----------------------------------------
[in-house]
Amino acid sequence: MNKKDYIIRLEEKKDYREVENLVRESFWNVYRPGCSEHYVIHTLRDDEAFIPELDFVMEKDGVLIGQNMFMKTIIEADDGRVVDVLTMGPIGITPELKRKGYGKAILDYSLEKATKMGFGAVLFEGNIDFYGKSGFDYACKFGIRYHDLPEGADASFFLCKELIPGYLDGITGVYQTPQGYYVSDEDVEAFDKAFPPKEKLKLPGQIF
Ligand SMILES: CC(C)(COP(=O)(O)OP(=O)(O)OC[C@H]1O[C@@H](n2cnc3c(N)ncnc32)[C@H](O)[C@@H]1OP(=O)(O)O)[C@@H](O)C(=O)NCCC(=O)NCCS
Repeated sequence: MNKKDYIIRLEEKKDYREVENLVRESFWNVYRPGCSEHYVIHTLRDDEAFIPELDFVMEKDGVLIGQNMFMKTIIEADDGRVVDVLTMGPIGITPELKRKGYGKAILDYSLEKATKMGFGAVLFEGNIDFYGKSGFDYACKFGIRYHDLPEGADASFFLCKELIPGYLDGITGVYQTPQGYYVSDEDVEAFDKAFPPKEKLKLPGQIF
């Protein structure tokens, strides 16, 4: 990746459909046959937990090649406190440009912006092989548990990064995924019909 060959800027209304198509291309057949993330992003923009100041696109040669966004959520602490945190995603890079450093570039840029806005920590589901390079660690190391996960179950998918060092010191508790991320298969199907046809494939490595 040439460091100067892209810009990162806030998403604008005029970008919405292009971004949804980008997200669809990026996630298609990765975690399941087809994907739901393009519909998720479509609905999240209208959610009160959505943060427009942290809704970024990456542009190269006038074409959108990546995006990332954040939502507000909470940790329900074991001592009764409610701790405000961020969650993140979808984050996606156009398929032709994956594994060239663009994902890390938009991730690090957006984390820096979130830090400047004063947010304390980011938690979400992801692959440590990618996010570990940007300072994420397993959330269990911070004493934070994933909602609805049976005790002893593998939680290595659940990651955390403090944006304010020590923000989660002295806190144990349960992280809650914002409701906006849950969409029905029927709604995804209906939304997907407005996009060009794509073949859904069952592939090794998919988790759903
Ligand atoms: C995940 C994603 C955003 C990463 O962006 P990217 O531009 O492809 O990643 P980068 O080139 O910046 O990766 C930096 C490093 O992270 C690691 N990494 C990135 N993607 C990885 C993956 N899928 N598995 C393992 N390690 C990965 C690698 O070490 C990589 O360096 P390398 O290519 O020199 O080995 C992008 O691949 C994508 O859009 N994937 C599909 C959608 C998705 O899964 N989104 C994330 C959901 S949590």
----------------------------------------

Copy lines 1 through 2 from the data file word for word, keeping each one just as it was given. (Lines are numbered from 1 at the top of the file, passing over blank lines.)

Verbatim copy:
[in-house]
Amino acid sequence: MNKKDYIIRLEEKKDYREVENLVRESFWNVYRPGCSEHYVIHTLRDDEAFIPELDFVMEKDGVLIGQNMFMKTIIEADDGRVVDVLTMGPIGITPELKRKGYGKAILDYSLEKATKMGFGAVLFEGNIDFYGKSGFDYACKFGIRYHDLPEGADASFFLCKELIPGYLDGITGVYQTPQGYYVSDEDVEAFDKAFPPKEKLKLPGQIF